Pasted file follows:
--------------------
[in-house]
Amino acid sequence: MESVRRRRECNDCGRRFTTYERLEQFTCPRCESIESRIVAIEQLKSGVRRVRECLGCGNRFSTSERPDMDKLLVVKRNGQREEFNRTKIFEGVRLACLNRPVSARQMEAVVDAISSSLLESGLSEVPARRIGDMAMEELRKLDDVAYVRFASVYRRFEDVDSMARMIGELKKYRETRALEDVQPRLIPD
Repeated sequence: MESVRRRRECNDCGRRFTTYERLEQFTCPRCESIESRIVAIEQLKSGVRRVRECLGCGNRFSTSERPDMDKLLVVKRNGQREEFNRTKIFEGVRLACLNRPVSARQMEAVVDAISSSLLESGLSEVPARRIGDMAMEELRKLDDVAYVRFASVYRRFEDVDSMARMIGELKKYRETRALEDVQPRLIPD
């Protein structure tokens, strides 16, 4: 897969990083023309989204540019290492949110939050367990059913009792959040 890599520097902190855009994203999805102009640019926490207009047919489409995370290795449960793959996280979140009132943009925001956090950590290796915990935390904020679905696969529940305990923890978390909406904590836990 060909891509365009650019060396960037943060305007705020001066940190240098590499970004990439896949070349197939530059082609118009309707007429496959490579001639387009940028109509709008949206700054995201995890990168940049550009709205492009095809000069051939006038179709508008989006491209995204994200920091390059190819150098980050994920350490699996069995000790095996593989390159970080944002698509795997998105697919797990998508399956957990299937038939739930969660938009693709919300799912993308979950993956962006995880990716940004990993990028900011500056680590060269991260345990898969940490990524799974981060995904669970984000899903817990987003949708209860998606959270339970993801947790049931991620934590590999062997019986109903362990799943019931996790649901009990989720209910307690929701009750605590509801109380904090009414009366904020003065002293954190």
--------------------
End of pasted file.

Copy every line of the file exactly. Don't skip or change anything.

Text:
[in-house]
Amino acid sequence: MESVRRRRECNDCGRRFTTYERLEQFTCPRCESIESRIVAIEQLKSGVRRVRECLGCGNRFSTSERPDMDKLLVVKRNGQREEFNRTKIFEGVRLACLNRPVSARQMEAVVDAISSSLLESGLSEVPARRIGDMAMEELRKLDDVAYVRFASVYRRFEDVDSMARMIGELKKYRETRALEDVQPRLIPD
Repeated sequence: MESVRRRRECNDCGRRFTTYERLEQFTCPRCESIESRIVAIEQLKSGVRRVRECLGCGNRFSTSERPDMDKLLVVKRNGQREEFNRTKIFEGVRLACLNRPVSARQMEAVVDAISSSLLESGLSEVPARRIGDMAMEELRKLDDVAYVRFASVYRRFEDVDSMARMIGELKKYRETRALEDVQPRLIPD
């Protein structure tokens, strides 16, 4: 897969990083023309989204540019290492949110939050367990059913009792959040 890599520097902190855009994203999805102009640019926490207009047919489409995370290795449960793959996280979140009132943009925001956090950590290796915990935390904020679905696969529940305990923890978390909406904590836990 060909891509365009650019060396960037943060305007705020001066940190240098590499970004990439896949070349197939530059082609118009309707007429496959490579001639387009940028109509709008949206700054995201995890990168940049550009709205492009095809000069051939006038179709508008989006491209995204994200920091390059190819150098980050994920350490699996069995000790095996593989390159970080944002698509795997998105697919797990998508399956957990299937038939739930969660938009693709919300799912993308979950993956962006995880990716940004990993990028900011500056680590060269991260345990898969940490990524799974981060995904669970984000899903817990987003949708209860998606959270339970993801947790049931991620934590590999062997019986109903362990799943019931996790649901009990989720209910307690929701009750605590509801109380904090009414009366904020003065002293954190």